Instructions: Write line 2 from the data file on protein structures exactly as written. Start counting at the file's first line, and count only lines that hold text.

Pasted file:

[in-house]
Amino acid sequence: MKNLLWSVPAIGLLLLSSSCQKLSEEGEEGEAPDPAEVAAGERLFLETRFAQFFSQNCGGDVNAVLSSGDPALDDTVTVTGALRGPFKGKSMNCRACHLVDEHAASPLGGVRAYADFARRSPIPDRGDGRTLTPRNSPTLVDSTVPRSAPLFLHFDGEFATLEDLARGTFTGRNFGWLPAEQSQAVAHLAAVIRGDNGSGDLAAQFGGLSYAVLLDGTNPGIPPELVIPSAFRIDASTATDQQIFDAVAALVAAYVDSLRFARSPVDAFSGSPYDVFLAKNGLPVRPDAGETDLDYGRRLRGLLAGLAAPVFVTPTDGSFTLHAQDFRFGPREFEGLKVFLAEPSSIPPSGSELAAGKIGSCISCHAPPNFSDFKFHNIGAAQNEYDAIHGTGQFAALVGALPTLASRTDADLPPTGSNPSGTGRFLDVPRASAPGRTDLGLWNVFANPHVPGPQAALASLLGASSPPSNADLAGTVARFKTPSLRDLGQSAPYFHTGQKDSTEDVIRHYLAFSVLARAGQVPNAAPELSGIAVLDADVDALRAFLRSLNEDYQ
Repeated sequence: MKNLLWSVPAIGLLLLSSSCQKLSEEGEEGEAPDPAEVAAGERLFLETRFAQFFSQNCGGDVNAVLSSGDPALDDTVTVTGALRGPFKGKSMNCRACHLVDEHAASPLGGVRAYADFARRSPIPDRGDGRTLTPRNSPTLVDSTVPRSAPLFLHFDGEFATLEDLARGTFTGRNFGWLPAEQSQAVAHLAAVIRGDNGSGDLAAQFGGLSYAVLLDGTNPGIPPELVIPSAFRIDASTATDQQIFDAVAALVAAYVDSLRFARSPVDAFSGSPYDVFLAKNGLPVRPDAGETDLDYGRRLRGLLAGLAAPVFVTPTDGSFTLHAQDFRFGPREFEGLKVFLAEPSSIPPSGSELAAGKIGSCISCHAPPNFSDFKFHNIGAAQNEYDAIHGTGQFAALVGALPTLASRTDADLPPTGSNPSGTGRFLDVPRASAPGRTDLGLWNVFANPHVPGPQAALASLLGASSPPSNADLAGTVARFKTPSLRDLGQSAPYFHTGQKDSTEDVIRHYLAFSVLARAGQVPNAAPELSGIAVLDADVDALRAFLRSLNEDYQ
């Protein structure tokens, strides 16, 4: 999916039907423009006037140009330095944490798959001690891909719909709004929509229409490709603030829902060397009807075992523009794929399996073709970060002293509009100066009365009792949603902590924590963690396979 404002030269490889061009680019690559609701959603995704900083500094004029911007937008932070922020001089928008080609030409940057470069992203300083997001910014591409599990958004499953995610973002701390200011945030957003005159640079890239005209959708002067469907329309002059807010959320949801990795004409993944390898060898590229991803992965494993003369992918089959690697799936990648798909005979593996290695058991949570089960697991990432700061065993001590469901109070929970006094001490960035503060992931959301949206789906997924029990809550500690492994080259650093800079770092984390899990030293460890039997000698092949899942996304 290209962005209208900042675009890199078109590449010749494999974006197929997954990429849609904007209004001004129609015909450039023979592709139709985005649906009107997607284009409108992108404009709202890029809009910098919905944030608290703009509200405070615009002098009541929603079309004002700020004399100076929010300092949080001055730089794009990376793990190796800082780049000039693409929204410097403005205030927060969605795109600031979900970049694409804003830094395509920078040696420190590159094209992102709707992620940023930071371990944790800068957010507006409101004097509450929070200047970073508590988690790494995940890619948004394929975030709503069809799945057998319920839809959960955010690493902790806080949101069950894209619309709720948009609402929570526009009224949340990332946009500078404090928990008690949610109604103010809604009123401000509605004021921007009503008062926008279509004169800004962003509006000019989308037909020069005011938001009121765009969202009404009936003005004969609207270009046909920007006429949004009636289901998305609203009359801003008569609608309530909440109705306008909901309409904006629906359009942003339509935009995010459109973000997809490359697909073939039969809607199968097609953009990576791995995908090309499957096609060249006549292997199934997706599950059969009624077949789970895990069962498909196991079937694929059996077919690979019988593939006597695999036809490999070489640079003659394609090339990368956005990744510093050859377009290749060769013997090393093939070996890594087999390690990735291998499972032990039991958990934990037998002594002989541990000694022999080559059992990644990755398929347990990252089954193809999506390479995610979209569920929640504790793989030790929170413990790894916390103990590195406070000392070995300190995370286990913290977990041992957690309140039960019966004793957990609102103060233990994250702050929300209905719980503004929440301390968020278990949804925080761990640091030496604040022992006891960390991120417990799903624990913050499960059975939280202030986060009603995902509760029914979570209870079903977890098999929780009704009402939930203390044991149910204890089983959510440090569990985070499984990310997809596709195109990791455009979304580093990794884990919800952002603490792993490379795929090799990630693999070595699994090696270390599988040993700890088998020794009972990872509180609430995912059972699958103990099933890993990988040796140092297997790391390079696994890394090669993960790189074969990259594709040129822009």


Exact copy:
Amino acid sequence: MKNLLWSVPAIGLLLLSSSCQKLSEEGEEGEAPDPAEVAAGERLFLETRFAQFFSQNCGGDVNAVLSSGDPALDDTVTVTGALRGPFKGKSMNCRACHLVDEHAASPLGGVRAYADFARRSPIPDRGDGRTLTPRNSPTLVDSTVPRSAPLFLHFDGEFATLEDLARGTFTGRNFGWLPAEQSQAVAHLAAVIRGDNGSGDLAAQFGGLSYAVLLDGTNPGIPPELVIPSAFRIDASTATDQQIFDAVAALVAAYVDSLRFARSPVDAFSGSPYDVFLAKNGLPVRPDAGETDLDYGRRLRGLLAGLAAPVFVTPTDGSFTLHAQDFRFGPREFEGLKVFLAEPSSIPPSGSELAAGKIGSCISCHAPPNFSDFKFHNIGAAQNEYDAIHGTGQFAALVGALPTLASRTDADLPPTGSNPSGTGRFLDVPRASAPGRTDLGLWNVFANPHVPGPQAALASLLGASSPPSNADLAGTVARFKTPSLRDLGQSAPYFHTGQKDSTEDVIRHYLAFSVLARAGQVPNAAPELSGIAVLDADVDALRAFLRSLNEDYQ